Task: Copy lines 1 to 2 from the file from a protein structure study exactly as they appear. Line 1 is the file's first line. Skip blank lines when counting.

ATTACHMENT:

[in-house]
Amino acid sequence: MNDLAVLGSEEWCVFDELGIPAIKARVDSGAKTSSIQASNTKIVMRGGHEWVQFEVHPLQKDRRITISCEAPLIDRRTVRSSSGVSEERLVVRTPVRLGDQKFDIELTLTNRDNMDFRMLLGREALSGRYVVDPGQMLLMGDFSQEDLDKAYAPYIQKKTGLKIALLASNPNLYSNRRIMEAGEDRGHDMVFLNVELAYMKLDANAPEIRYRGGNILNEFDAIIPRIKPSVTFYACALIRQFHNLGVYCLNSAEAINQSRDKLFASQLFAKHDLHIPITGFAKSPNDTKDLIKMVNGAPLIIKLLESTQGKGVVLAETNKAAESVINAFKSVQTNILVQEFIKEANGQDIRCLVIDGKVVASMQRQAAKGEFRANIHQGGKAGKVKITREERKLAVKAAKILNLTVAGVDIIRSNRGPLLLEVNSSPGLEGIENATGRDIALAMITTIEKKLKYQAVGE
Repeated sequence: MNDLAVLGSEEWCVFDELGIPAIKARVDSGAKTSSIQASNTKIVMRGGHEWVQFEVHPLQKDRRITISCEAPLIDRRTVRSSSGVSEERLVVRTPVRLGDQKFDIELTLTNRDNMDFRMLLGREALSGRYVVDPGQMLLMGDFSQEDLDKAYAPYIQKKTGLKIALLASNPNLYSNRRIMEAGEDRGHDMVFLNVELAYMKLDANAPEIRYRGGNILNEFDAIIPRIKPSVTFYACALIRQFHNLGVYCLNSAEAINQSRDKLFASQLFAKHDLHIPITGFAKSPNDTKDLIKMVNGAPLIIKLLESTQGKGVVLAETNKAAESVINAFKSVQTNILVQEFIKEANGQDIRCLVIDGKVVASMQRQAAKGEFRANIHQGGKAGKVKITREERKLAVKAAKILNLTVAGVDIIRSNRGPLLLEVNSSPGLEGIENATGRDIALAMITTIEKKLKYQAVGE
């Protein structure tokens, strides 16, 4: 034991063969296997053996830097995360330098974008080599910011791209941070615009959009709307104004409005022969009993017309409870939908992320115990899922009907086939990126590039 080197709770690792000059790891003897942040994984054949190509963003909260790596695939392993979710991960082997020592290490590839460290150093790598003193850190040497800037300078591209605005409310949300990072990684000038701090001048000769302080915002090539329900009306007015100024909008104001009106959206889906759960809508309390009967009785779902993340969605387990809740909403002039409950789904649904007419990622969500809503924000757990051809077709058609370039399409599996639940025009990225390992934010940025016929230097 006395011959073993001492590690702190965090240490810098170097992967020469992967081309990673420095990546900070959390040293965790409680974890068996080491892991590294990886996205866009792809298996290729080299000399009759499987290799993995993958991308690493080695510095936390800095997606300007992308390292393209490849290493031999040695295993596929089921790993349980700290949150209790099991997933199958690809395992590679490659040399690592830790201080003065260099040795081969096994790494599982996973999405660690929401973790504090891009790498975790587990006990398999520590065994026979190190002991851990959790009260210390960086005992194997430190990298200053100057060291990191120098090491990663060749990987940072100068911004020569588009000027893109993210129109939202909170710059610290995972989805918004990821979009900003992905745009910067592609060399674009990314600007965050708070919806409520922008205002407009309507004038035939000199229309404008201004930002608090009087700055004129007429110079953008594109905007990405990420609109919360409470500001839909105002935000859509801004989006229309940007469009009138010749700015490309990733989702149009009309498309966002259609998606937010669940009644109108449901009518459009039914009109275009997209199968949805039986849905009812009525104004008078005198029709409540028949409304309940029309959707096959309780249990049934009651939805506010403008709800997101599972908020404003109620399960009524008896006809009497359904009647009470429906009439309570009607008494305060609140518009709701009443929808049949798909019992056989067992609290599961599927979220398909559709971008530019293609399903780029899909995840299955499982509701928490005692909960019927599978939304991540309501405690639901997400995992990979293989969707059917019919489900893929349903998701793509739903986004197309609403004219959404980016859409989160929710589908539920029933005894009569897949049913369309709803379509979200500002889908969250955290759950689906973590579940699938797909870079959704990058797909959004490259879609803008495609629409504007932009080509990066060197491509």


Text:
[in-house]
Amino acid sequence: MNDLAVLGSEEWCVFDELGIPAIKARVDSGAKTSSIQASNTKIVMRGGHEWVQFEVHPLQKDRRITISCEAPLIDRRTVRSSSGVSEERLVVRTPVRLGDQKFDIELTLTNRDNMDFRMLLGREALSGRYVVDPGQMLLMGDFSQEDLDKAYAPYIQKKTGLKIALLASNPNLYSNRRIMEAGEDRGHDMVFLNVELAYMKLDANAPEIRYRGGNILNEFDAIIPRIKPSVTFYACALIRQFHNLGVYCLNSAEAINQSRDKLFASQLFAKHDLHIPITGFAKSPNDTKDLIKMVNGAPLIIKLLESTQGKGVVLAETNKAAESVINAFKSVQTNILVQEFIKEANGQDIRCLVIDGKVVASMQRQAAKGEFRANIHQGGKAGKVKITREERKLAVKAAKILNLTVAGVDIIRSNRGPLLLEVNSSPGLEGIENATGRDIALAMITTIEKKLKYQAVGE